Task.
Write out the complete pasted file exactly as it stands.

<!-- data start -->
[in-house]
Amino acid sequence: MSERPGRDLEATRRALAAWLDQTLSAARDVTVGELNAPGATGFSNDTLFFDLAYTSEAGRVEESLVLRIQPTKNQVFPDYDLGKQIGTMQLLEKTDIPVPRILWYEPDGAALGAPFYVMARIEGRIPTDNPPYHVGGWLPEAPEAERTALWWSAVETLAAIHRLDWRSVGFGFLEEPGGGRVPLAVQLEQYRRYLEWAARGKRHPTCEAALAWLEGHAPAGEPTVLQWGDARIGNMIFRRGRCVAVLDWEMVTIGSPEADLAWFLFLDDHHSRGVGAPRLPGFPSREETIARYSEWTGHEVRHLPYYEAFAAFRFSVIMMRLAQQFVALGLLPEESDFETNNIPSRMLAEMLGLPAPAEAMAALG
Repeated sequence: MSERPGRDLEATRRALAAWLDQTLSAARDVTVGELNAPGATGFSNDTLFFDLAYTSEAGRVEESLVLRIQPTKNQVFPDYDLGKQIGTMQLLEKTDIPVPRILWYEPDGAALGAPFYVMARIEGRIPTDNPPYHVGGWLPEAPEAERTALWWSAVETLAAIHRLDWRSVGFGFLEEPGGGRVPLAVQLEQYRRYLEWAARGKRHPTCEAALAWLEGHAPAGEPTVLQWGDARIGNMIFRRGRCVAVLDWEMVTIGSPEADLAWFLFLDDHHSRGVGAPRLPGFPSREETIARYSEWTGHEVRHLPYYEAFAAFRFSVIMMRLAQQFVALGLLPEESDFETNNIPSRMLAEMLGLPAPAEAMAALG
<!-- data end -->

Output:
[in-house]
Amino acid sequence: MSERPGRDLEATRRALAAWLDQTLSAARDVTVGELNAPGATGFSNDTLFFDLAYTSEAGRVEESLVLRIQPTKNQVFPDYDLGKQIGTMQLLEKTDIPVPRILWYEPDGAALGAPFYVMARIEGRIPTDNPPYHVGGWLPEAPEAERTALWWSAVETLAAIHRLDWRSVGFGFLEEPGGGRVPLAVQLEQYRRYLEWAARGKRHPTCEAALAWLEGHAPAGEPTVLQWGDARIGNMIFRRGRCVAVLDWEMVTIGSPEADLAWFLFLDDHHSRGVGAPRLPGFPSREETIARYSEWTGHEVRHLPYYEAFAAFRFSVIMMRLAQQFVALGLLPEESDFETNNIPSRMLAEMLGLPAPAEAMAALG
Repeated sequence: MSERPGRDLEATRRALAAWLDQTLSAARDVTVGELNAPGATGFSNDTLFFDLAYTSEAGRVEESLVLRIQPTKNQVFPDYDLGKQIGTMQLLEKTDIPVPRILWYEPDGAALGAPFYVMARIEGRIPTDNPPYHVGGWLPEAPEAERTALWWSAVETLAAIHRLDWRSVGFGFLEEPGGGRVPLAVQLEQYRRYLEWAARGKRHPTCEAALAWLEGHAPAGEPTVLQWGDARIGNMIFRRGRCVAVLDWEMVTIGSPEADLAWFLFLDDHHSRGVGAPRLPGFPSREETIARYSEWTGHEVRHLPYYEAFAAFRFSVIMMRLAQQFVALGLLPEESDFETNNIPSRMLAEMLGLPAPAEAMAALG